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June is Alzheimer's and Brain Awareness Month. In the US alone, there are more than 5.4 million Americans living with Alzheimer's disease, including an estimated 200,000 under the age of 65.
Worldwide, there are an estimated 47 million people living with Alzheimer’s disease and other dementias, and these numbers are expected to grow to 76 million by 2030.
Alzheimer’s disease is currently ranked as the sixth leading cause of death in the United States, and it is the most common cause of dementia among older adults. Alzheimer’s is a fatal disease that kills nerve cells and tissues in the brain. It affects an individual’s ability to remember, think, and plan. Ultimately, sufferers of the disease will lose their ability to communicate, recognize family and friends, and care for themselves.
Dementia is the loss of cognitive functioning—thinking, remembering, and reasoning—and behavioral abilities to such an extent that it interferes with a person’s daily life and activities. While there are treatment options available, there is no known cure.
What you might not be aware of is that sleep plays a role in your overall brain health. Read on to learn more!
Amyloid plaques and neurofibrillary tangles are unique structures in the brain tissue that are suspected to be involved in the pathophysiology of Alzheimer's disease.
Studies suggest that poor sleep quality is associated with the presence of these amyloid plaques and tau protein, which can develop into neurofibrillary tangles. (Source: The National Library of Medicine)
The term sleep deprivation refers to getting less than the recommended amount of sleep, which, for adults, ranges from seven to nine hours of sleep per night (Read: How Much Sleep is Really Enough For You?). Children and teens need even more nightly sleep than adults .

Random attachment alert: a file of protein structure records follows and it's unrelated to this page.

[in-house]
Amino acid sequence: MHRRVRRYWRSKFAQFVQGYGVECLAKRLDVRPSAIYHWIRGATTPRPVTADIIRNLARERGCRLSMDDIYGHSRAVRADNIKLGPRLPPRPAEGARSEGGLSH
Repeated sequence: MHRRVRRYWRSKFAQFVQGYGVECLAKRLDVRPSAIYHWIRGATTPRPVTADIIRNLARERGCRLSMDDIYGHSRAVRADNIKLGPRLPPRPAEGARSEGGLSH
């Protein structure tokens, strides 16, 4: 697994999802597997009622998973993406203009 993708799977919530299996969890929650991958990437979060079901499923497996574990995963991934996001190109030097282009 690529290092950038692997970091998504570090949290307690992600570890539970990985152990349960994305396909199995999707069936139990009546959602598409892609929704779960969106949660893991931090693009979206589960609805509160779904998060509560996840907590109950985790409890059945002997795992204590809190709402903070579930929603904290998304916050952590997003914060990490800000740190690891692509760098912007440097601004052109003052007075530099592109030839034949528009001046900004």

One out of three individuals in the U.S. complain of sleep disturbances in their lifetime, and 10% of the general population meet the diagnostic criteria of chronic sleep disorders. That number has risen among elderly individuals to 48% and over 50% among pregnant women. (Source: University of Kentucky)
Are you getting enough sleep? Read 5 Telltale Signs You’re Not Getting Enough Sleep on our blog.
A notable clinical study in Sweden showed just how much lack of sleep can elevate tau, proteins that regulate the stability of neuronal microtubules in the body. In the study, researchers examined the participants in a sleep clinic for two days and nights, and took blood samples in the mornings and evenings.
During the first phase, participants were able to sleep fully both nights (7-9 hours) as recommended by the Centers for Disease Control and Prevention. In the second phase, the participants slept properly the first night, but experienced sleep deprivation the second night by sitting up in bed, watching television, or playing games.
After just one night of sleep deprivation, the participants had increased levels of tau in their blood, an average of a 17% increase. After a quality night of sleep, participants had only a 2% rise in tau levels.
While you probably know that snoring can lead to sleep deprivation for both the snorer and their bed partner, you may not know that sometimes it creates a vicious cycle: the sleep deprivation caused by snoring can in turn cause even more and louder snoring. How?
According to the Mayo Clinic, not getting enough sleep can encourage the muscles and soft tissues in your throat to relax a little further than normal, sometimes causing them to partially block your airways. So, not getting any sleep also means a high chance of snoring!
To protect yourself from the dangers that poor sleep has on your brain health, first look to treat your snoring. To help with that, ZQuiet has created a portfolio of proven snoring solutions like the ZQuiet 2-Size Comfort System Anti-Snoring Mouthpiece and ZQuiet Breathe that open your airway to increase airflow and reduce those nighttime snoring noises.
Though researchers are still working to develop a cure to Alzheimer’s Disease and dementia, there are some things you and the ones you care about can do to support brain health this month — and always.